Last week I presented a session on marketing family law practices at CLT’s annual conference on “Management challenges facing family law practitioners”. At the session I promised the delegates two things – first, a simple introduction to Twitter (please see the earlier blog posts) and second, a commentary on some of the issues raised in my presentation.
The need for analysis and a strategic plan
Earlier in the day, the marvellous Robert Mowbray of MacIntyre Hudson had pressed home the message about the need for a plan – so I didn’t spend long on the need for a strategic approach to marketing. However, delegates found the outline marketing plan and the simple process as follows helpful:
Where are we now? I stressed the need for a detailed review of information from within your own firm and team. This audit might include information about past work, past sources and referrers of work, the profitability and desirability of the work, the nature of the clients and the range of skills and services provided by your people. And should, of course, extend to factors beyond your firm – developments in the legal environment, amongst new and emerging competitors, with the march of technological development and sociological changes. This is your baseline and also your source of ideas about opportunities and threats.
Where do we want to be? With a good audit you should have sufficient information to be able to set SMART objectives so that the partners’ expectations of what they want to achieve are managed and so it is easier to select those marketing programmes which will deliver those results most effectively. You need objectives to measure your progress and return on investment in marketing programmes.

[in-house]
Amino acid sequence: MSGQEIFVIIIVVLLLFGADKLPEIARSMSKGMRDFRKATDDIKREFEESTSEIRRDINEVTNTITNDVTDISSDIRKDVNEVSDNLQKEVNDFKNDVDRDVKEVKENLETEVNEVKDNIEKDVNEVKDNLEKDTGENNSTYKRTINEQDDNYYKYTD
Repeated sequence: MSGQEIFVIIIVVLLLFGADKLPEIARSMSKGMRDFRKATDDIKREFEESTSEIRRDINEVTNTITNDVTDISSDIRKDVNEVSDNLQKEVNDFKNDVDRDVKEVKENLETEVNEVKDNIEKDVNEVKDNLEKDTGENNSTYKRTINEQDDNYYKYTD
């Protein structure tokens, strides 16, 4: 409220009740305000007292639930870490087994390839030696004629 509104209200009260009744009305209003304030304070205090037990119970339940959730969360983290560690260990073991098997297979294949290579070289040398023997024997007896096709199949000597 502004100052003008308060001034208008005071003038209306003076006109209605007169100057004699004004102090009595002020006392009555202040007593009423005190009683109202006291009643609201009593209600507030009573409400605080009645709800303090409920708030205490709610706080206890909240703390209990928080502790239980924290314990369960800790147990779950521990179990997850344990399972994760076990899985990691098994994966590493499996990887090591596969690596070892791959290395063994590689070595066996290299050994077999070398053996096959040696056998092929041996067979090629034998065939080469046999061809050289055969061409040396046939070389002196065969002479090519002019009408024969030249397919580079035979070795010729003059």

How will we get there? There are some headline strategic decisions to make – will you generate the work yourself or rely on a third party or a strategic alliance – or even outsource lead generation entirely? Will you attempt to market to consumers (a B2C approach) or through other intermediaries in the market (a B2B approach)? Are you targeting a special slice or segment of the market and positioning yourself appropriately? And what are the main elements of each part of the marketing mix – the marketplace, the product or service being promoted, the pricing and payment as well as the promotional strategy. At the conference we talked about how you might go about identifying your (unique) competitive advantage.
Traditional methods of marketing
Then I spent some time looking at traditional models of marketing – that continue to serve some firms (even very large ones) extremely well. I categorise the different methods as follows:
Reputation – Links with professional bodies, directory listings, media relations profile etc. We looked at some examples here – notably the recent research by Mishcon de Raya into continuing contact with fathers post divorce to celebrate the 20th anniversary of the Children’s Act
Real information and value – Good content on web sites and in newsletters, thought leadership research, seminars and briefings that go beyond the narrow confines of the legal issues